The other day 5 asked me a question:
“Daddy, can someone with one color of skin marry someone with another color of skin?”
Since most of his questions revolve around dinosaurs, outer space and what snack he can eat, I was not expecting that query. But considering his thoughtful, introspective nature I shouldn’t have been surprised.
“Of course, buddy,” I told him. “You can marry whoever you want.”
And that was it. Seconds later, he was back to playing with my old “Star Wars” figures.
But his question lingered in my mind. I’m not sure what prompted it — whether he saw or heard something on tv or at school. It could be that he was just curious. Either way, I’m pleased that he asked me and I’m pleased that he’s growing up in an era of open-mindedness and personal freedoms when it comes to race relations and gender bias.
I considered how important my answer was to him at that moment. Had I hesitated or tried to walk a tightrope with a “Yes, but” answer, that might have impacted the way he viewed people of other races, religions and creeds for the rest of his life. This was one of those times when we are put on the spot as a parent and our response can send our child down one intellectual or emotional road or another. Which path do we choose?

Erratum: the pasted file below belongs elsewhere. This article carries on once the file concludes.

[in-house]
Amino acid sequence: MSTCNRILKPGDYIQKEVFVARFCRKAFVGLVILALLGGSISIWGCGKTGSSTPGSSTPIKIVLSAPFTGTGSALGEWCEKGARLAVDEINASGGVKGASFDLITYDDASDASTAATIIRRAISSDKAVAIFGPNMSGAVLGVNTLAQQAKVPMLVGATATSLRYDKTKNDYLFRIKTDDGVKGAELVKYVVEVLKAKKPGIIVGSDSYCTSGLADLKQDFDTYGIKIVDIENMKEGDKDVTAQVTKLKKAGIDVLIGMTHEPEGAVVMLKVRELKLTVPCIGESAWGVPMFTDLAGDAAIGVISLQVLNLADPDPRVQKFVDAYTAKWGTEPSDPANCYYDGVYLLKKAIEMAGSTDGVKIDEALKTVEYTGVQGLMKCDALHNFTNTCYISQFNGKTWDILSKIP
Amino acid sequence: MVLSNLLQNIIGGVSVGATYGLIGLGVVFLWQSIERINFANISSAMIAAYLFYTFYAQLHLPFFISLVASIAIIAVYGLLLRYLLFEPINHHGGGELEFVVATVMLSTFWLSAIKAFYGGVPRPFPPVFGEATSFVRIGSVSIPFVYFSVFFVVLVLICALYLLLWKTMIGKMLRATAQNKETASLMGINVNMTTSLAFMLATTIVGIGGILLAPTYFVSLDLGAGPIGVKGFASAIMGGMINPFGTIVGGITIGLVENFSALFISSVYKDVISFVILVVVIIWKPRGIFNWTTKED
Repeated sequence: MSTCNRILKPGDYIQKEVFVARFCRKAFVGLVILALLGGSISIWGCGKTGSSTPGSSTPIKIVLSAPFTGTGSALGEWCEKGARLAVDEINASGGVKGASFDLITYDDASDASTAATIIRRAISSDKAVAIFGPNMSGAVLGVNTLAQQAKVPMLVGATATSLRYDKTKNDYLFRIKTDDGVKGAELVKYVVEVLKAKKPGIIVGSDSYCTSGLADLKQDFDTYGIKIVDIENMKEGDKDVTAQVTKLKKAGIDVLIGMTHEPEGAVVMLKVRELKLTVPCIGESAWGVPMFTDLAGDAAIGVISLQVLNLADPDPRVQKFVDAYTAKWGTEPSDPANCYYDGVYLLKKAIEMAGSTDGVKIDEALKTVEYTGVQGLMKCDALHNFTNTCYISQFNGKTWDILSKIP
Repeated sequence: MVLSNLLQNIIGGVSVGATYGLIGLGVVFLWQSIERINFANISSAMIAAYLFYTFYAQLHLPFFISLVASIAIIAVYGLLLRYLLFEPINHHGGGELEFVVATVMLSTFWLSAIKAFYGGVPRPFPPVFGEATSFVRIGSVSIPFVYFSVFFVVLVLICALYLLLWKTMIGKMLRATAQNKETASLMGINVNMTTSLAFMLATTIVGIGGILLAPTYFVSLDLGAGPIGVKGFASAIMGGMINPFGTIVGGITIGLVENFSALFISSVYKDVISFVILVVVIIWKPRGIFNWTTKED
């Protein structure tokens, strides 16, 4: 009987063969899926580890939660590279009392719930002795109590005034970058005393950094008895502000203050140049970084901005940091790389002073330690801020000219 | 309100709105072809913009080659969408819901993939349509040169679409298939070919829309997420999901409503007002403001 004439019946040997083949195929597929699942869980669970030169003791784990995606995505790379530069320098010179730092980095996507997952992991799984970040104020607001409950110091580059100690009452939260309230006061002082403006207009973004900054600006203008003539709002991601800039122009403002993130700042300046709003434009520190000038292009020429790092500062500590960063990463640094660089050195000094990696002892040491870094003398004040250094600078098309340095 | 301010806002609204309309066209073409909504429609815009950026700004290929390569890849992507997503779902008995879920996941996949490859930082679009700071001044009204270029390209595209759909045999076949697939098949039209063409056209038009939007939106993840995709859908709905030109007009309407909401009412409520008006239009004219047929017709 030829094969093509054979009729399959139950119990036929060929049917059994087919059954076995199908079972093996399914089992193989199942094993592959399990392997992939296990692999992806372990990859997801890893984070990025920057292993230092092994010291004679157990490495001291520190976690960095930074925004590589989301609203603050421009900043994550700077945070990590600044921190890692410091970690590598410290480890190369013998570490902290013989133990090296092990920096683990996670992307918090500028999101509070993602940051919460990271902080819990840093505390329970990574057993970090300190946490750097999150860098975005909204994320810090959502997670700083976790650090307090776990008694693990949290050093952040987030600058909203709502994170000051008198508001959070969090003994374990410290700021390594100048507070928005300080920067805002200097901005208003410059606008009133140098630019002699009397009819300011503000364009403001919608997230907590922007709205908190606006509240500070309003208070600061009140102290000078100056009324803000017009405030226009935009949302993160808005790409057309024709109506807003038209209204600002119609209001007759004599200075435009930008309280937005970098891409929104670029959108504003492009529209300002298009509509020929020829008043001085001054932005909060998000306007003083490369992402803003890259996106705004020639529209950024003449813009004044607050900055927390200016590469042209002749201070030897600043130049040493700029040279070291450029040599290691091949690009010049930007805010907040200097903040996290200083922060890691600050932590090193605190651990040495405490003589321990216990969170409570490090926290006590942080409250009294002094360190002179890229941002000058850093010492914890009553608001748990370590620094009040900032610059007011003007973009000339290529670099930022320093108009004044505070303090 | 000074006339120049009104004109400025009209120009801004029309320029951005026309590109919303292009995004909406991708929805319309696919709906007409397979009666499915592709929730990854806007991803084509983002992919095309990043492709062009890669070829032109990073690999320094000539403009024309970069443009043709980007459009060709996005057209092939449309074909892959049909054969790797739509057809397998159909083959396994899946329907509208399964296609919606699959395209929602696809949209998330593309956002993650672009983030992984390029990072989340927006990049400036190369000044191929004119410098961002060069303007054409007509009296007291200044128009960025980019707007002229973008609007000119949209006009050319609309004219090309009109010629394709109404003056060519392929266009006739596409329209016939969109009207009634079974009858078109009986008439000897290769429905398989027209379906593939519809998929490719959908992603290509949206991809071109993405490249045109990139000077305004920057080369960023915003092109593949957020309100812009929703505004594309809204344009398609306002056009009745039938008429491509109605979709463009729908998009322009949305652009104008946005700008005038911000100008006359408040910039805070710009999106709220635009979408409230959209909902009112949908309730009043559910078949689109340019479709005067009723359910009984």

In other households I’m sure there might have been a different answer — an answer spoken in hushed tones with words like, “just between us” or “us” and “them.” There might be less open-minded parents who are choosing to send their children down a path of bigotry and intolerance with a heavy dose of exclusion. It may not be the overt bigotry of the past but it is bigotry nonetheless.
That’s why his innocent question during a lazy Sunday afternoon has the potential to transform his thinking and possibly the thinking of others. It’s the proverbial small burst of wind in Africa that turns into a hurricane along the East Coast of the United States — it may seem isolated and innocuous at the moment but it has potentially far-reaching consequences down the road.
Consider this: My son is having a conversation with a classmate. The discussion of marriage comes up. My son says, “My dad told me that I can marry whoever I want.” The other child has never thought about that question but agrees. Now, his thinking is also enlightened. Conversely, consider this: My son says, “My daddy told me that I can only marry a white girl.” That other child’s thinking is now infected, too. How far does it spread?
I like to think that my wife and I are enlightened in our 21st century thinking but, and more importantly, I think we as a society are more enlightened today than ever before. My son’s question forced me, once again, to ponder an irrefutable truth — our children will look to us for for guidance, answers, direction and teaching. We won’t always have the perfect answer. We won’t even always have the right answer. I just hope that we will always have a good answer that will satisfy, encourage and cause them to question their own beliefs.